A New York consumer has filed a proposed class action lawsuit against Wal-Mart Stores, Inc. after her 16-month-old daughter allegedly suffered a severe allergic reaction to undisclosed eggs or milk in the company’s Parent’s Choice Organic Rice Rusks.
“The undisclosed presence of milk or eggs in the Rice Rusks presents a danger to children with egg or milk allergies,” the 21-page complaint states. “The Rice Rusks should be removed from Wal-Mart’s shelves immediately and purchasers should receive refunds.”
According to the suit, Walmart must disclose the presence of potential allergens such as milk and eggs under the Food Allergen Labeling and Consumer Protection Act of 2004.
Tell me more about the plaintiff’s situation.
The plaintiff’s daughter was diagnosed as having egg and milk allergies when she was only six months old, the suit says. As a general practice, the woman carefully examines the labels of food products she feeds to her daughter to ensure they do not contain milk or eggs. The plaintiff claims she bought Rice Rusks from a Walmart store in East Syracuse, New York, in early June 2018, noting there was no indication anywhere on the package that the product contained milk or eggs.
After feeding her daughter the Rice Rusks, the plaintiff says, the child “began to experience itching and raised, red hives all over her body,” which the woman states she immediately recognized as signs of an allergic reaction.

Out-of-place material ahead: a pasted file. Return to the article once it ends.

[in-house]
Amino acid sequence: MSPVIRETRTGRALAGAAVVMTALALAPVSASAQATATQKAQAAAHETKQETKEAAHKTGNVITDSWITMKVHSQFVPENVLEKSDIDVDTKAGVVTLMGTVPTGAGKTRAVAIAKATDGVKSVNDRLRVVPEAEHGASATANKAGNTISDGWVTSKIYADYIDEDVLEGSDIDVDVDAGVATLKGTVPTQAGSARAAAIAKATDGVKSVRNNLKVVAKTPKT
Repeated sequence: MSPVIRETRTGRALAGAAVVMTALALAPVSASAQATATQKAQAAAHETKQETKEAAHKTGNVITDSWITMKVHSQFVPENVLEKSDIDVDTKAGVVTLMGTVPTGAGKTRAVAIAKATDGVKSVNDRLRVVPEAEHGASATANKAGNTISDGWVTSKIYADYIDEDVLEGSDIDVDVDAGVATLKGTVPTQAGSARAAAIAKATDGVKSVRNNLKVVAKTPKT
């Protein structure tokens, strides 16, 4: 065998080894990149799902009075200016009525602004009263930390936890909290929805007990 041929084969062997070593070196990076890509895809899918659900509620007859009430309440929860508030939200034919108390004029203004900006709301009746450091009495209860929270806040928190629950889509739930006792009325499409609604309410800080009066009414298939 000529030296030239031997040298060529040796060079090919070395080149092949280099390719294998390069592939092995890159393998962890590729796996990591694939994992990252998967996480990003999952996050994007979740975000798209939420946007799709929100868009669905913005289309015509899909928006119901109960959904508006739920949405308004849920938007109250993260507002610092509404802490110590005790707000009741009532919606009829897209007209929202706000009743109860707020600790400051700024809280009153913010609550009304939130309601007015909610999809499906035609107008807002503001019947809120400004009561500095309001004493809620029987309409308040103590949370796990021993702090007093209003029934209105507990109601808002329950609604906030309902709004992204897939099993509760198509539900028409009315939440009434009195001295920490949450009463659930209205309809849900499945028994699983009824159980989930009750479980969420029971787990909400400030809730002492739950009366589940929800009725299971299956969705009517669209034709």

According to the suit, the plaintiff called Walmart the next day to ask about the ingredients in the company’s Parent’s Choice Rice Rusks. A Walmart representative informed the plaintiff that Rice Rusks may contain milk and eggs, the suit continues, and that the product’s packaging clearly stated that it may contain such. After an over-the-phone back and forth, the plaintiff reportedly checked Walmart’s website and found that the Rice Rusks package displayed online was different than that found in the East Syracuse store. The package displayed on Walmart’s website did in fact show the product may contain milk or eggs, the case shows via screenshot:
From the lawsuit:
[The plaintiff] believes that the Rice Rusks she bought in the store are the same as the Rice Rusks on the Wal-Mart website except for a slightly different package design and the lack of a warning that the product may contain milk or eggs. The Wal-Mart representative offered [the plaintiff] a gift card refund for the $1.84 price of the Rice Rusks. [The plaintiff] declined the offer.”
The lawsuit further claims the plaintiff’s daughter “did not sleep for two nights and continuously cried and tried to scratch herself.”
Which consumers does the lawsuit look to cover?
The case looks to certify a class of consumers across the country, as well as a New York-specific subclass, who bought Rice Rusks with packaging that did not disclose the presence of milk or eggs.
Is there anything I need to do to join this lawsuit?
Nope. Consumers don’t have to do anything to be involved with this lawsuit—other than check back with ClassAction.org as the case moves forward.